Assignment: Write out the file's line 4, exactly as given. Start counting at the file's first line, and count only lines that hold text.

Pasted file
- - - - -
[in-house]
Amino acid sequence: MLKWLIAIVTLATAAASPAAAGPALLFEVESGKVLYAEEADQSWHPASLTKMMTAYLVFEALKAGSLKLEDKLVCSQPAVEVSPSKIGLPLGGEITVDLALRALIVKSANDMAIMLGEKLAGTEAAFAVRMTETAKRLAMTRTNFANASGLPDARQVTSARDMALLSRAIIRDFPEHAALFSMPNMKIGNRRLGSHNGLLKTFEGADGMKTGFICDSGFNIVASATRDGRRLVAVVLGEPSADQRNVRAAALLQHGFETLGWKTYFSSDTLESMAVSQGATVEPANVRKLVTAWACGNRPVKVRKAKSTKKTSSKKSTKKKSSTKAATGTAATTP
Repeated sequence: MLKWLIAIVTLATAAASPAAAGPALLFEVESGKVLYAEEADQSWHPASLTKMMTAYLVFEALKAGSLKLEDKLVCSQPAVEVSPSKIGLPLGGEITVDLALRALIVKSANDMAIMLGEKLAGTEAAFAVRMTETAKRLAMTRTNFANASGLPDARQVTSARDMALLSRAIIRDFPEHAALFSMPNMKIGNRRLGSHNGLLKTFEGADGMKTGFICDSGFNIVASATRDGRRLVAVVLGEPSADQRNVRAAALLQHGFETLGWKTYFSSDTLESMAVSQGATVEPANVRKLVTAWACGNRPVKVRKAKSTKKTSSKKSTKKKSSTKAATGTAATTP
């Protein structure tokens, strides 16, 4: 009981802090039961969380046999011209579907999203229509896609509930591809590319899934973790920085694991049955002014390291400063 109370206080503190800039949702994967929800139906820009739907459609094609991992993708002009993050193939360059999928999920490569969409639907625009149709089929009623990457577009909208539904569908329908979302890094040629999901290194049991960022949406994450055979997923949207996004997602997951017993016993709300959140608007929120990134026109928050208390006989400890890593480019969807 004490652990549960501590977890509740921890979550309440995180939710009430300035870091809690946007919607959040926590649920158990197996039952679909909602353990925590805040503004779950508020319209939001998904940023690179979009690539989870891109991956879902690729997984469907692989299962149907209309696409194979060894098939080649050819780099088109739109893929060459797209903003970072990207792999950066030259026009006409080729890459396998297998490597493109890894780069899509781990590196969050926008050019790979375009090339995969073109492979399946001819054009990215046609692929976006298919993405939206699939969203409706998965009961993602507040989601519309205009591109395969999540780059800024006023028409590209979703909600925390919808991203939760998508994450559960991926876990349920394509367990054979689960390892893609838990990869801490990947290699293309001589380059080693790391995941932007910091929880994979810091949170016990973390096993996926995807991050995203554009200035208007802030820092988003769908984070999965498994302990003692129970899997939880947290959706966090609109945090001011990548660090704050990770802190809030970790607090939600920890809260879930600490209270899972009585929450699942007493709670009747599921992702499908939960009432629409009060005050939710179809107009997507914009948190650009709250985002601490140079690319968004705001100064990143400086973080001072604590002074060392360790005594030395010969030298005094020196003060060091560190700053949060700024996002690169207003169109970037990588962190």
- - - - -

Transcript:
């Protein structure tokens, strides 16, 4: 009981802090039961969380046999011209579907999203229509896609509930591809590319899934973790920085694991049955002014390291400063 109370206080503190800039949702994967929800139906820009739907459609094609991992993708002009993050193939360059999928999920490569969409639907625009149709089929009623990457577009909208539904569908329908979302890094040629999901290194049991960022949406994450055979997923949207996004997602997951017993016993709300959140608007929120990134026109928050208390006989400890890593480019969807 004490652990549960501590977890509740921890979550309440995180939710009430300035870091809690946007919607959040926590649920158990197996039952679909909602353990925590805040503004779950508020319209939001998904940023690179979009690539989870891109991956879902690729997984469907692989299962149907209309696409194979060894098939080649050819780099088109739109893929060459797209903003970072990207792999950066030259026009006409080729890459396998297998490597493109890894780069899509781990590196969050926008050019790979375009090339995969073109492979399946001819054009990215046609692929976006298919993405939206699939969203409706998965009961993602507040989601519309205009591109395969999540780059800024006023028409590209979703909600925390919808991203939760998508994450559960991926876990349920394509367990054979689960390892893609838990990869801490990947290699293309001589380059080693790391995941932007910091929880994979810091949170016990973390096993996926995807991050995203554009200035208007802030820092988003769908984070999965498994302990003692129970899997939880947290959706966090609109945090001011990548660090704050990770802190809030970790607090939600920890809260879930600490209270899972009585929450699942007493709670009747599921992702499908939960009432629409009060005050939710179809107009997507914009948190650009709250985002601490140079690319968004705001100064990143400086973080001072604590002074060392360790005594030395010969030298005094020196003060060091560190700053949060700024996002690169207003169109970037990588962190």